Pennsylvania State and Local Tax Updates to be Aware Of
All taxpayers who received more than $33 in total gross taxable income in the calendar year 2014 must file Pennsylvania personal income tax returns by midnight, Wednesday, April 15 (disregarding extensions).
Tax Increase Prevention Act of 2014
The federal government’s enactment of the Tax Increase Prevention Act of 2014, which offers a first-year 50 percent bonus depreciation deduction at the federal level on qualifying new property acquired and placed in service in 2014, does not change the Pennsylvania corporate net income tax treatment of bonus depreciation established by Act 89 of 2002. What does this mean?
- For Pennsylvania purposes, taxpayers must add back into Pennsylvania-taxable income any 50 percent bonus depreciation deduction claimed federally and allowable under Section 168(k) of the Internal Revenue Code.
- An additional depreciation deduction is then calculated by multiplying the amount of the depreciation deduction allowable under IRC Section 167 by three-sevenths.
- To recover the full 50 percent bonus depreciation, taxpayers will be allowed to deduct any remaining unrecovered amount in the last taxable year that the property is depreciated.
Educational Improvement Tax Credit and Education Opportunity Scholarship Tax Credit: Effective October 31, 2014
Educational Improvement Tax Credit (EITC) - The Educational Improvement Tax Credit (EITC) program provides tax credits to eligible businesses contributing to scholarship organizations (including pre-kindergarten scholarship organizations) and educational improvement organizations, in order to promote expanded educational opportunities for students in Pennsylvania.
Education Opportunity Scholarship Tax Credit (EOSTC) - The Education Opportunity Scholarship Tax Credit (EOSTC) program provides tax credits to eligible businesses contributing to an Opportunity Scholarship Organization. Business contributions are then used by Opportunity Scholarship Organizations to provide tuition assistance in the form of scholarships to eligible students residing within the boundaries of a low-achieving school to attend another public school outside of their district or nonpublic school. A low-achieving school is defined as a public elementary or secondary school ranking in the bottom 15 percent of their designation as an elementary or secondary school based upon combined math and reading Pennsylvania System of School Assessment (PSSA) scores.
Effective October 31, 2014, The EITC and EOSTC Programs are now combined programs, which allows businesses to apply for an alternate tax credit if the preferred credit is not available. This also allows the Department of Community and Economic Development (DCED) to transfer unused credits from one program year to another after January 1 each fiscal year. Some of the key highlights are covered below:
- Career and technical schools now qualify to receive funding from the EITC Program.
- Allows for credits to be distributed through more than one level of pass-through entities.
- Awarded credits may now be applied to the income tax of a spouse filing a joint tax return or towards corporate net income tax, capital stock & foreign franchise tax, bank shares tax, title insurance company shares tax, insurance premiums tax, mutual thrift institutions tax, and malt beverage tax.
Property Tax/Rent Rebate Program
The rebate program benefits eligible Pennsylvanians age 65 and older; widows and widowers age 50 and older; and people with disabilities age 18 and older. The income limit is $35,000 a year for homeowners and $15,000 annually for renters, and half of Social Security income is excluded. The maximum standard rebate is $650, but supplemental rebates for qualifying homeowners can boost rebates to $975.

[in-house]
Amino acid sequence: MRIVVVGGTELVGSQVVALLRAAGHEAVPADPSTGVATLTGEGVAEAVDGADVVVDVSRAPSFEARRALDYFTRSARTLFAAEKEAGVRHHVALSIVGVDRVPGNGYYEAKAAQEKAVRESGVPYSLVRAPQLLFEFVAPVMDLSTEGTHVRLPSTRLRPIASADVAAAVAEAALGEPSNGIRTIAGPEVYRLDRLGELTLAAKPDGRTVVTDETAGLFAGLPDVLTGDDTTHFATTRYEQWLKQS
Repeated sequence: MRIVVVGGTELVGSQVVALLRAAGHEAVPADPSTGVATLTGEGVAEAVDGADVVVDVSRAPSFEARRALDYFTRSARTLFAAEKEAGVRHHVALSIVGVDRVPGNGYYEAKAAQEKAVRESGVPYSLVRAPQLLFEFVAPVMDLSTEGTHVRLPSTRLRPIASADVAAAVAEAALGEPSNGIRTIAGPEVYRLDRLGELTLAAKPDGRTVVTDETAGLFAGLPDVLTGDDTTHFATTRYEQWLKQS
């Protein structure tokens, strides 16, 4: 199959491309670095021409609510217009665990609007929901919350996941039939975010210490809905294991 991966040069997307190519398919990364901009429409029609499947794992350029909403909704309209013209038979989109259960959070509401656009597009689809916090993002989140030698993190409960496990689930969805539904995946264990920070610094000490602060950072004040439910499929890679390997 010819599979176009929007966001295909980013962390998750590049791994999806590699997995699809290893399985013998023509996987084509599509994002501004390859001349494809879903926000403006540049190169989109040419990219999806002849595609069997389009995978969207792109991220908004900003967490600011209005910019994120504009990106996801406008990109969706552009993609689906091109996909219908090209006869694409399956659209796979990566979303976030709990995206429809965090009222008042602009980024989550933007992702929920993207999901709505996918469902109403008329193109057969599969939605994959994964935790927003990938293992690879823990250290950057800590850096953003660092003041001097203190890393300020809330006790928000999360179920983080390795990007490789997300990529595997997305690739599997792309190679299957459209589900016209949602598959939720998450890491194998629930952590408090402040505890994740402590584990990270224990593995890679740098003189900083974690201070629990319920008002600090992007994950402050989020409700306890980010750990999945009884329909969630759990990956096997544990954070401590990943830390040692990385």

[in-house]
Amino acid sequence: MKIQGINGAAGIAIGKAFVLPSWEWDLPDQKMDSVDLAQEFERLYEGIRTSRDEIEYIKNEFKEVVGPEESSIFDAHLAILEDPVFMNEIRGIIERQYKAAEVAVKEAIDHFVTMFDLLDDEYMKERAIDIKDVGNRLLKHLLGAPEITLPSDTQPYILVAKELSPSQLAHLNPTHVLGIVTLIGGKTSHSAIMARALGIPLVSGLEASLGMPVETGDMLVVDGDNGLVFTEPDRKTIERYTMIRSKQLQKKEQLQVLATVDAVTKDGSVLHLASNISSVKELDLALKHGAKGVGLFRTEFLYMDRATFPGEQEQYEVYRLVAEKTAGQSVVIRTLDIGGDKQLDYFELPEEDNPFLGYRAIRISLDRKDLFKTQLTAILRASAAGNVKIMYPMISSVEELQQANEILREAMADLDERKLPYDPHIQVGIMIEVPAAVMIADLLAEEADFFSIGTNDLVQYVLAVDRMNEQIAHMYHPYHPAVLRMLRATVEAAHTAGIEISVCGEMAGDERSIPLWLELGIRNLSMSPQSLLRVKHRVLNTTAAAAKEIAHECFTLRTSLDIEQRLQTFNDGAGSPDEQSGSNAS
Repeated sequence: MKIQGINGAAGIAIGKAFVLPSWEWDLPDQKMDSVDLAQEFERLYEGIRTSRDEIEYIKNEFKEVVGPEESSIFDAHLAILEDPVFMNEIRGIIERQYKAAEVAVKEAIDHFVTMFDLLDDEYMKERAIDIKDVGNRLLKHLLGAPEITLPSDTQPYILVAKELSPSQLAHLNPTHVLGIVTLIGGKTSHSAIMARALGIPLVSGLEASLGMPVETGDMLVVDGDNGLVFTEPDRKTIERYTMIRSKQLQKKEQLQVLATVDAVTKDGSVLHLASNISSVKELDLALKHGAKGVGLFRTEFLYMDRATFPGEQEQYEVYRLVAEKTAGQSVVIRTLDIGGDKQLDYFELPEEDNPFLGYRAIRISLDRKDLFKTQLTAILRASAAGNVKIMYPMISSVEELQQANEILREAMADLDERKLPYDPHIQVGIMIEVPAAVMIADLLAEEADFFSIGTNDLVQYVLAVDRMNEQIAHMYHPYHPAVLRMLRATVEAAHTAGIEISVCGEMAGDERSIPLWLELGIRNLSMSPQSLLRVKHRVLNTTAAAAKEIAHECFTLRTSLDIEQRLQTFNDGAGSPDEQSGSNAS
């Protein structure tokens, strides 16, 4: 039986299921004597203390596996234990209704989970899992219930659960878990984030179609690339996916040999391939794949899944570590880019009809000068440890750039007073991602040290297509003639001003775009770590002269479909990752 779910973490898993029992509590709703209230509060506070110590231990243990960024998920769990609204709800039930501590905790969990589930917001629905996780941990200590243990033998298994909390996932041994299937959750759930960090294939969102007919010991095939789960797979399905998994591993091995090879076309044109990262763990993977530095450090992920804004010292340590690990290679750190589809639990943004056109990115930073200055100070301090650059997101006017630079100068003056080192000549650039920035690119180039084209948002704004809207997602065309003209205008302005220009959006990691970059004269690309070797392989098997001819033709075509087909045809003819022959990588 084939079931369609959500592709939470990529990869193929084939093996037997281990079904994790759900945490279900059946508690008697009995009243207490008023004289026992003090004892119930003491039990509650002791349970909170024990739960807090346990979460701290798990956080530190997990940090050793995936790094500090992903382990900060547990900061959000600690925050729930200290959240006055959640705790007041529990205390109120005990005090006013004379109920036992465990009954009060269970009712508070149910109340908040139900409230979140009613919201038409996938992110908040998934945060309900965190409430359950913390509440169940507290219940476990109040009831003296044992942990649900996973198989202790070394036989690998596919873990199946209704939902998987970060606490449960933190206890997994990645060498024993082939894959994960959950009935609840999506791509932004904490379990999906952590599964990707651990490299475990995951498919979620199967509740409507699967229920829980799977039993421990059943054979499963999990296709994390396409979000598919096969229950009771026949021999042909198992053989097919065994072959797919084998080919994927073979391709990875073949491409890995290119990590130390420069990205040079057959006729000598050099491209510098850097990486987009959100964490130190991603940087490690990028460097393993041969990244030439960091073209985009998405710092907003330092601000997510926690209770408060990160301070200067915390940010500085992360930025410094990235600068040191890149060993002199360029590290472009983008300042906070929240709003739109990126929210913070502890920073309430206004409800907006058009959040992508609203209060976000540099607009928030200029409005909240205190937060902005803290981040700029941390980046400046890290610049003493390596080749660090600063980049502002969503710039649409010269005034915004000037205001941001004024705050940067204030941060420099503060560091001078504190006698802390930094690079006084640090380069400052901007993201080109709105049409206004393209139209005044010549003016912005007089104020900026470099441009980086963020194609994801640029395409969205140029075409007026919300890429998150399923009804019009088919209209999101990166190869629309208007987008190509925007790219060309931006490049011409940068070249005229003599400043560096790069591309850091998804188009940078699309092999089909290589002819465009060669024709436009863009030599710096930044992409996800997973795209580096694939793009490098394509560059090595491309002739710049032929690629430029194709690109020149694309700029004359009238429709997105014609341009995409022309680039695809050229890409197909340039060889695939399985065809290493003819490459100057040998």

Philadelphia Distressed Business Credit: Effective starting in tax year 2015
There is a new credit against business income and receipts tax for distressed businesses. A “distressed business” is defined as a business located within 100 feet of a public works project that has substantially obstructed customer access to that business, or substantially obscured the existence of the business, for at least 30 days; resulting in a loss of net income equal to at least 10% of total net income, and a loss of sales receipts equal to at least 10% of total sales receipts, for the tax year in which the obstruction occurred. The amount of the credit is equal to 20% of the amount of lost sales/receipts for the year in which the obstruction occurred, up to a maximum of $20,000, but not to exceed the after tax loss in net income. Unused credit may not be carried forward.
Other Pennsylvania Updates
The Department of Revenue has established a sales/use tax desk review practice within the Pass-Through Business Office as an economical way for the department to review filing liabilities for sales/use tax non-filers and under-reporters. Key highlights for this program are noted below:
- As part of this new program, the Pass-Through Business Office will review business tax filings to explore instances where sales tax is due on taxable purchases (business equipment purchased online or from out-of-state, for example), but may not have been paid. In cases where the sales tax has not been paid, the department will assess a use tax liability.
- These reviews may be conducted in tandem with Pass-Through Business Office personal income tax reviews, but this review process is separate from department field audits.
- Taxpayers who fail to respond to department inquiries will be referred for further enforcement, which could include audits and/or direct assessments.
For any questions regarding this article please contact James H. Nehr at firstname.lastname@example.org. Article research compiled by Michael Desiante.